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WorldCom users ask, 'What if . . .?'

July 15, 2002 12:00 PM ET

Computerworld - WASHINGTON -- The contingency planning that IT manager Barry Brunetto developed for his company, Blount International Inc., covers a lot of scenarios, including failed circuits and earthquakes. But he never imagined that a company of WorldCom Inc.'s stature could be a disaster, and Brunetto is now looking for a safety net for his data services. He's not alone.

Brunetto, the Portland, Ore.-based director of information systems at the sporting goods and power equipment maker, thought he had a viable business-contingency protection strategy in place: restricting business agreements to "Tier 1" companies—the most reliable ones. That was then.

"One of the reasons we deal with Tier 1 vendors is the stability issue," said Brunetto. "But now it doesn't look like anything is stable."

The WorldCom mess has become a bad dream for many in IT. None of the IT and telecommunications managers interviewed for this article said that they seriously believe that WorldCom's service is going to be switched off because it's too vital. But they also noted that they have no choice but to consider "what if" scenarios.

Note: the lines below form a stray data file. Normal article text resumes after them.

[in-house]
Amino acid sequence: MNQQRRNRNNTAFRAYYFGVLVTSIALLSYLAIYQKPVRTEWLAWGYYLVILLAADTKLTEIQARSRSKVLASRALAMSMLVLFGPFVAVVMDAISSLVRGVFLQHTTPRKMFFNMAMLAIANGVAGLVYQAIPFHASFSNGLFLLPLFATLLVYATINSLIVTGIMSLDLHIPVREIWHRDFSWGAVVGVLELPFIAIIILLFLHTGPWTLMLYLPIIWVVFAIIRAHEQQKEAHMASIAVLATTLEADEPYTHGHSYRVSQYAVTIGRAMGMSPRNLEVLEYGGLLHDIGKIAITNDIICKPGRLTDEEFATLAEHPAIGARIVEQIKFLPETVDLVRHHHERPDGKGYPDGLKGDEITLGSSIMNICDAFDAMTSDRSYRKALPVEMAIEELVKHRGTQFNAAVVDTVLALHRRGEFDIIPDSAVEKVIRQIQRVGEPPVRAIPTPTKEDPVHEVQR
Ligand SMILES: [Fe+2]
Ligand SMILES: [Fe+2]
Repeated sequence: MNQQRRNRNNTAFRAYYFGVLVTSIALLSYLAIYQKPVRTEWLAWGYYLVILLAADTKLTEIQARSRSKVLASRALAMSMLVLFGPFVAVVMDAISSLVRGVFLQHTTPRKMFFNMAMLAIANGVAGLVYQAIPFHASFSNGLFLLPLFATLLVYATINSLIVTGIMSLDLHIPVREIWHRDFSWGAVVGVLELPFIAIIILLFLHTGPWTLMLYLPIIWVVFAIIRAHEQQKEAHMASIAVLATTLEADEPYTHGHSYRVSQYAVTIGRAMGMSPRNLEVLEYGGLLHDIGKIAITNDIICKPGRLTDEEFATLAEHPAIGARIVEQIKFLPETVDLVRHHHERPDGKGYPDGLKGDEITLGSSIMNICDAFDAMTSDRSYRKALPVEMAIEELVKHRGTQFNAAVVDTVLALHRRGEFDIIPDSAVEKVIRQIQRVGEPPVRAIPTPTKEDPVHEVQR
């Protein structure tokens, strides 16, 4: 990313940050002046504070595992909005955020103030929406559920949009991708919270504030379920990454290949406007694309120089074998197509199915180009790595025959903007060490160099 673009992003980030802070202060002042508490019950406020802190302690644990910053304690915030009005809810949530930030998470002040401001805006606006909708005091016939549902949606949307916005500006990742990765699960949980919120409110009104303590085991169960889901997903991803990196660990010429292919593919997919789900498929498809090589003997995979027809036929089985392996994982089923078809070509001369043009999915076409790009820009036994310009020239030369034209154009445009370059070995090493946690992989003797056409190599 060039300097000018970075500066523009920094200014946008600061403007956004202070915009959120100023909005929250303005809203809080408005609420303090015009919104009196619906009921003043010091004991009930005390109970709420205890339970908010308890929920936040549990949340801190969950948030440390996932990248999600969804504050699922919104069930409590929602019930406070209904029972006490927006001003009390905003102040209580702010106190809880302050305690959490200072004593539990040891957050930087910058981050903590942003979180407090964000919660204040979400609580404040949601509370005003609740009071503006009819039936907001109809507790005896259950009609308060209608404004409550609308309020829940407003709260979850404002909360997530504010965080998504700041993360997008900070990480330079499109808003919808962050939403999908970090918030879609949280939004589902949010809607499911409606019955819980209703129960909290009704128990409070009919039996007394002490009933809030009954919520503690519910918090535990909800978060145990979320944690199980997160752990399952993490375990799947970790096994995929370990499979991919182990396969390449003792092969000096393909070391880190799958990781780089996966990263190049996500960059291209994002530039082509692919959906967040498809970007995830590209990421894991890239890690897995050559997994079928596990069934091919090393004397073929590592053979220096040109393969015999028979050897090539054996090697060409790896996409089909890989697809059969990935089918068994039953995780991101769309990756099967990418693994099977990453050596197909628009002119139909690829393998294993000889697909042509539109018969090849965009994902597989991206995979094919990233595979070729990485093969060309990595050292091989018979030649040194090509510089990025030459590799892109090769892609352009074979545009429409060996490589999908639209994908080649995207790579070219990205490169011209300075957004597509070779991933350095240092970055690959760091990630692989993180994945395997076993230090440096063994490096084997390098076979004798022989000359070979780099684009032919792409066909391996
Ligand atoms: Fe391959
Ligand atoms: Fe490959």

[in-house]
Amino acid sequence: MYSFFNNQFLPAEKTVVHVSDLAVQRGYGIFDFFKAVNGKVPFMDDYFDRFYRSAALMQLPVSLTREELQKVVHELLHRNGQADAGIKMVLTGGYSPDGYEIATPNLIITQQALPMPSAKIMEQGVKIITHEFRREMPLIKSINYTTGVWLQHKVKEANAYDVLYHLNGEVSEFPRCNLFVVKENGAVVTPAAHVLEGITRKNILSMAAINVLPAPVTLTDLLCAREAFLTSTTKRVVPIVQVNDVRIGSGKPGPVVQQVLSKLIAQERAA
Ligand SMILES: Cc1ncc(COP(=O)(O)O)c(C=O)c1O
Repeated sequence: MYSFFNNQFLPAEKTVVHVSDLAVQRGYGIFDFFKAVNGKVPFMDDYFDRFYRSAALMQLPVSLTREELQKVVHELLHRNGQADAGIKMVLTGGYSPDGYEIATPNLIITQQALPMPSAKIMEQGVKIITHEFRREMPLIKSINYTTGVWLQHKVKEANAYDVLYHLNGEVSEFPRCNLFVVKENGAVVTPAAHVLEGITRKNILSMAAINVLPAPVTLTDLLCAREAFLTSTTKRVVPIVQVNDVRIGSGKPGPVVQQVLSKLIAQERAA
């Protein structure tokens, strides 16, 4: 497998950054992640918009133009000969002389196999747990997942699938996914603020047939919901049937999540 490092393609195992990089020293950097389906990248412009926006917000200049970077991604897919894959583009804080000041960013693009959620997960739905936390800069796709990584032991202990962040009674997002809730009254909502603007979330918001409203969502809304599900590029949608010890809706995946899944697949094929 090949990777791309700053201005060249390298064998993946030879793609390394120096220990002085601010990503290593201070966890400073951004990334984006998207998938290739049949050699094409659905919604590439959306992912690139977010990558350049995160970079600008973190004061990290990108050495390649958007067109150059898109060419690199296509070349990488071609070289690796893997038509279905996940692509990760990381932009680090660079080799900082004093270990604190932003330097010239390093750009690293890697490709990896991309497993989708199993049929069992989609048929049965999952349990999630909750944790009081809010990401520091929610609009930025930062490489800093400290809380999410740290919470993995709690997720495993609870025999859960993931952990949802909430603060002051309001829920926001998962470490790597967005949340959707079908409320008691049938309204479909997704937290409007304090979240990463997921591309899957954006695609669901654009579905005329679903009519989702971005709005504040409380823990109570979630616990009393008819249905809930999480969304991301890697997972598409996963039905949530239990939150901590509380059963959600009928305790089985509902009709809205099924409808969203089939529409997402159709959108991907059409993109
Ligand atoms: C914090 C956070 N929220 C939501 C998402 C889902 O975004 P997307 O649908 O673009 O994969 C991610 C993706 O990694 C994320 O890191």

Gary Rosenberg, telecommunications manager at Nortek Inc., a manufacturer of building products in Providence, R.I., relies on WorldCom for voice and data.

Rosenberg is a 42-year telecom veteran, but WorldCom's problems are prompting him to think in new ways. He's talking with vendors about providing a standby service—having lines in place and ready to go if WorldCom fails.

But having seven T1 backup lines in just one facility could cost $100,000 a month, said Rosenberg. The cost is high because the vendors don't have pricing mechanisms for running lines that aren't also carrying revenue-generating voice and data traffic, he said. Rosenberg counters by telling vendors that providing an affordable standby service could give them a leg up once telecommunications contracts are rebid. Negotiations are continuing, he said.

WorldCom's problems are also a slap in the face to IT managers who review a vendor's financial statements as part of a contracting process. For 15 months, WorldCom allegedly inflated its earnings by nearly $4 billion.

Due Diligence

Due diligence "just goes out the window if audited financial statements are not to be believed," said Andy Fisk, IT manager at the Tribune-Review Publishing Co., a Greensburg, Pa.-based newspaper chain.

Fisk has contacted other carriers to provide backup for his WorldCom services. But like other IT managers, he doesn't want to change providers "on the off chance they [WorldCom] are going to go away," he said. But, Fisk added, "on the other hand, I'd hate to find out that they've gone away and left us high and dry."

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